Lawmakers say they want more proof before they will approve medi - WDRB 41 Louisville News

Lawmakers say they want more proof before they will approve medical marijuana

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FRANKFORT, Ky. (WDRB) -- It relieves pain, eases nausea and improves the lives of cancer patients.

That is the message a Louisville doctor took to Frankfort, Wednesday, as he pushed for legalization of medical marijuana.

It's not the first time that lawmakers in Frankfort have heard the case for medical marijuana, but this time it was a cancer doctor delivering the message.

“I treat patients all day, every day who are dying or suffering,” Dr. Stacy told members of the legislature’s Health and Welfare committee.

Stacy says he was a skeptic, but the patients he saw at his clinic in Louisville changed his mind; patients who admitted using marijuana illegally, and found relief from pain, nausea and the side effects of pain pills.

Now Stacy is pushing lawmakers to legalize medical marijuana.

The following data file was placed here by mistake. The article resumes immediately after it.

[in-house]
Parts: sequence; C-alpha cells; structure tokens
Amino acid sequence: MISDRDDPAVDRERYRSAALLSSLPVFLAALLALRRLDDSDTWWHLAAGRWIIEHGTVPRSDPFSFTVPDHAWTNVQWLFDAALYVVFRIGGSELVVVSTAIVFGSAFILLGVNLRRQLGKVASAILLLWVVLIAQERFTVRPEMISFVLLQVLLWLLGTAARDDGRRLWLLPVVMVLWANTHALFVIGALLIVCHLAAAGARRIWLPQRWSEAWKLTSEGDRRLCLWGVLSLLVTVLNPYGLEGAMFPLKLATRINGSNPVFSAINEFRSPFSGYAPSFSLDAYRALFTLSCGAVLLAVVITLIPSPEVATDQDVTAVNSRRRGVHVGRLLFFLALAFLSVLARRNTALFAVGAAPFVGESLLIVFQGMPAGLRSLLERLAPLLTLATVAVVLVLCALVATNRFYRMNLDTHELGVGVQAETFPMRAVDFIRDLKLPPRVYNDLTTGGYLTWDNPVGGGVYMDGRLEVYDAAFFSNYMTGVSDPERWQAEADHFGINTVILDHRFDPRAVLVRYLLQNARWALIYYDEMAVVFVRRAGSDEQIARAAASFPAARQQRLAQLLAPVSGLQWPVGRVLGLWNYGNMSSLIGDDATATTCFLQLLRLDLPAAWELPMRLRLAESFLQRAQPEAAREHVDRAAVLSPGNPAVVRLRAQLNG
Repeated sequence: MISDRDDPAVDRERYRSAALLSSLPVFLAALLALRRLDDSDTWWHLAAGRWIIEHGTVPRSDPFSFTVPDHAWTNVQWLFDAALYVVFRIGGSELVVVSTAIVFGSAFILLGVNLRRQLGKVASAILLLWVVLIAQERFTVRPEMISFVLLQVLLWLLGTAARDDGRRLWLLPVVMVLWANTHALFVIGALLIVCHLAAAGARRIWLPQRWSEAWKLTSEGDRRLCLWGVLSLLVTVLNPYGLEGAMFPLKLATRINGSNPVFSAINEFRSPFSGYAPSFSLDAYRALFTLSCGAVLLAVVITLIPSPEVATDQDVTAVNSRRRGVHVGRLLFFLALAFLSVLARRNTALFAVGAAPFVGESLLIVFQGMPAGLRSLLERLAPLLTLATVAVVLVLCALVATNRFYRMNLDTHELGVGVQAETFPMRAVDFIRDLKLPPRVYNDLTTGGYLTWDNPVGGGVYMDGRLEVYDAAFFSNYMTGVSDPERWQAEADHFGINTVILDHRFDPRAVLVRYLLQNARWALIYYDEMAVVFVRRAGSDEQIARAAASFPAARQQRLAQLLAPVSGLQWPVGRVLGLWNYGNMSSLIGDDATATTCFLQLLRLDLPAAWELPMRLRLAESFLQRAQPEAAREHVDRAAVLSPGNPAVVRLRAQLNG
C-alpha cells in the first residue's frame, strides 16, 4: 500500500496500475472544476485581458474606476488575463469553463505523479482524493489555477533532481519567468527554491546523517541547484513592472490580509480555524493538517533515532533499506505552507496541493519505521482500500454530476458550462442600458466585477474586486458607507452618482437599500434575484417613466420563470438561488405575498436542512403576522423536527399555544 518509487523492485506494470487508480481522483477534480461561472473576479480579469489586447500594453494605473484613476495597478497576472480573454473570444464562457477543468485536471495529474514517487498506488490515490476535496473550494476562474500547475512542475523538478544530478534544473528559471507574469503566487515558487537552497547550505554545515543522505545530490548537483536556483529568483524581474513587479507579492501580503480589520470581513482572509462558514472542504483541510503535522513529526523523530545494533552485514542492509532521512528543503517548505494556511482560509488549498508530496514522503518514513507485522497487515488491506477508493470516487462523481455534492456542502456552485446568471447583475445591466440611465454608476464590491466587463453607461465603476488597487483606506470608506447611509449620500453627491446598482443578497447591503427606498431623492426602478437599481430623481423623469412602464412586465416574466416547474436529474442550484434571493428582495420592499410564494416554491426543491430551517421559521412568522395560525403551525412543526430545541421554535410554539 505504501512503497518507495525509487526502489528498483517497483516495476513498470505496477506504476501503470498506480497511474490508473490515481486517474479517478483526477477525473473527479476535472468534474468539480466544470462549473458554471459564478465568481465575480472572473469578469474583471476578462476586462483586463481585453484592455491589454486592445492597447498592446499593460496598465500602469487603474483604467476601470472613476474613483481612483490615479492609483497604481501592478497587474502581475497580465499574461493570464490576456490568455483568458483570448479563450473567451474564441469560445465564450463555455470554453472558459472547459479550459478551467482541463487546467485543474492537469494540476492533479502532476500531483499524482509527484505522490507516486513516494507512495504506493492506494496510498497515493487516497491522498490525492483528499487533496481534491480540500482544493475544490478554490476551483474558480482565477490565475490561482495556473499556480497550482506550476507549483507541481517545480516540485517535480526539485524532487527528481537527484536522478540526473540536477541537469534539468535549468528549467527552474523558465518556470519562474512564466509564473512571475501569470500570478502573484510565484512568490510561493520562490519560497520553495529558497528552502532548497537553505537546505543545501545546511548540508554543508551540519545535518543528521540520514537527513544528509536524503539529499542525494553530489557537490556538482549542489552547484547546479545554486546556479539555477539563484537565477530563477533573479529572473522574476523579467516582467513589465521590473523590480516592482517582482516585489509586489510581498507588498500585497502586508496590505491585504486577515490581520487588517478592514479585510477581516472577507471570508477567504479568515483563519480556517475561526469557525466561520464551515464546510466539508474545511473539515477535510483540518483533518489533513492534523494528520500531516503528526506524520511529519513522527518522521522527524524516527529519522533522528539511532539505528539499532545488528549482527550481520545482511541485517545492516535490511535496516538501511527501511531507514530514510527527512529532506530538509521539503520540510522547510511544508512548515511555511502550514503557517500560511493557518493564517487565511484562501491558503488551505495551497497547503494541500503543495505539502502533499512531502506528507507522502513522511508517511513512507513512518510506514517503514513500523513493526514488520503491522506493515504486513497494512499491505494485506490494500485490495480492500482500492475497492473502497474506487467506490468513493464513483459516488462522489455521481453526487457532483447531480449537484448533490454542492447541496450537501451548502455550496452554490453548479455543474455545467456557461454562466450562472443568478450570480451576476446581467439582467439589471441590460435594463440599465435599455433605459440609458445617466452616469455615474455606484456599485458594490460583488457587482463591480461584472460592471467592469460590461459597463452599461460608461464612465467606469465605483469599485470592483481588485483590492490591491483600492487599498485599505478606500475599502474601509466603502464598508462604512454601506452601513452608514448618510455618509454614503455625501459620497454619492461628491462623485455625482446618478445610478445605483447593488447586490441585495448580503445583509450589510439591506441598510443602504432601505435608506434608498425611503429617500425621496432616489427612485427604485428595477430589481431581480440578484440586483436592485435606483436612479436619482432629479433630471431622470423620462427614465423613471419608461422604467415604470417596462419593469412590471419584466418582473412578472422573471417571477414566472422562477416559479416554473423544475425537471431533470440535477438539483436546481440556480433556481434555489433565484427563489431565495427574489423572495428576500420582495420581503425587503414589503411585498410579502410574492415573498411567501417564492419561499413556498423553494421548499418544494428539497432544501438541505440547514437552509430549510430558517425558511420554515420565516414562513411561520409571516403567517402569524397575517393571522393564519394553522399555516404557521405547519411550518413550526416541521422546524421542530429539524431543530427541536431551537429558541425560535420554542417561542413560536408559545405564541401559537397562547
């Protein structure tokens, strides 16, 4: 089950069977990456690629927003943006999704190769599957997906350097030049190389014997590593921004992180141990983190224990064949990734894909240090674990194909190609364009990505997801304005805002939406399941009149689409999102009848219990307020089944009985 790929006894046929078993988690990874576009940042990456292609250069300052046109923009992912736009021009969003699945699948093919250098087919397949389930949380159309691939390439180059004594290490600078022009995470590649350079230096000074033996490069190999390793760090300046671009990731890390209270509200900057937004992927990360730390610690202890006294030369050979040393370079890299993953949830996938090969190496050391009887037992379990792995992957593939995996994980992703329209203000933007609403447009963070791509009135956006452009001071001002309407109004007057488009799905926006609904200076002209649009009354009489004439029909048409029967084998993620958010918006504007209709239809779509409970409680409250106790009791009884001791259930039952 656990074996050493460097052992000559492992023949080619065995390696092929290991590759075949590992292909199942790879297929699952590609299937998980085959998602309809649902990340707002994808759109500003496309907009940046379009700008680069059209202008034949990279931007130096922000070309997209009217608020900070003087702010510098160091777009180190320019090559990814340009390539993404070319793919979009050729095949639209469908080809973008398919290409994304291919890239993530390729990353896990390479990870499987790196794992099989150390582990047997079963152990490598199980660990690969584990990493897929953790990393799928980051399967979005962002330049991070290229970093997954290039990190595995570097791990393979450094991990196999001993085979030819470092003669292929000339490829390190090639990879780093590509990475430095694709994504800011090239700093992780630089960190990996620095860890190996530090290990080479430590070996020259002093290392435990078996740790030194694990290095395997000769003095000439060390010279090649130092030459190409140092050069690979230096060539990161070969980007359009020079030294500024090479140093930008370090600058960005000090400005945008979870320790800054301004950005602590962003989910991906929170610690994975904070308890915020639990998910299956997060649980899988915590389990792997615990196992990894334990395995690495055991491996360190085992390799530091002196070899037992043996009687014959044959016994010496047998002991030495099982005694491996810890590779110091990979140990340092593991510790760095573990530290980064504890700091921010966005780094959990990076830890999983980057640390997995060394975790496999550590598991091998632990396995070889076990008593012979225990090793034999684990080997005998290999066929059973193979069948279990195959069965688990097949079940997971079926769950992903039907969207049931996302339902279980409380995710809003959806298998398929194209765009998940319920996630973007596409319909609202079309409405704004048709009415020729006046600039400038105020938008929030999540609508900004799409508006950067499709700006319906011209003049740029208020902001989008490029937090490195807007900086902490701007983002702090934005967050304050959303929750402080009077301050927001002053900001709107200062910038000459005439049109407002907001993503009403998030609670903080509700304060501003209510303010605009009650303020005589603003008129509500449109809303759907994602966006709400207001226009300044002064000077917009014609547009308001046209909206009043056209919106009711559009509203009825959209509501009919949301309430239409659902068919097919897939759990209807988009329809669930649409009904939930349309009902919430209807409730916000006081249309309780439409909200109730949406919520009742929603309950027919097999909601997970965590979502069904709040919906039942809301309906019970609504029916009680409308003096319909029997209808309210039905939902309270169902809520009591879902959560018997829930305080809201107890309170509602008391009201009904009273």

“I'm here today because I sincerely believe that medical cannabis will help my patients,” said Stacy.

Senator Ralph Alvarado, who is also a physician, says he's open to the idea, but concerned about the lack of real clinical research.

“We don't use anecdotes or subjective information to make decisions. We want to have science and data behind that to approve those kinds of things going forward,” he said.

Stacy admits he does not have scientific proof of the medical benefits of marijuana. It's not possible until the federal government loosens restrictions.

But Stacy says legalization should not wait for research.

“That doesn't really address the issue of patients are suffering now. It takes 5, 10, 15 years to produce medical products,” Stacy told WDRB following the hearing.

Alvarado says it's unlikely anything will happen in Frankfort until marijuana first proves its worth in the lab.

“For the few doctors that you hear commenting, saying ‘We like it,’ you have just and many, and probably more, saying, ‘We think it's a negative thing that can cause other problems.’” Alvarado told WDRB.

So far, no marijuana bills have been pre-filed for the 2017 General Assembly, but supporters say they expect several after the November election.

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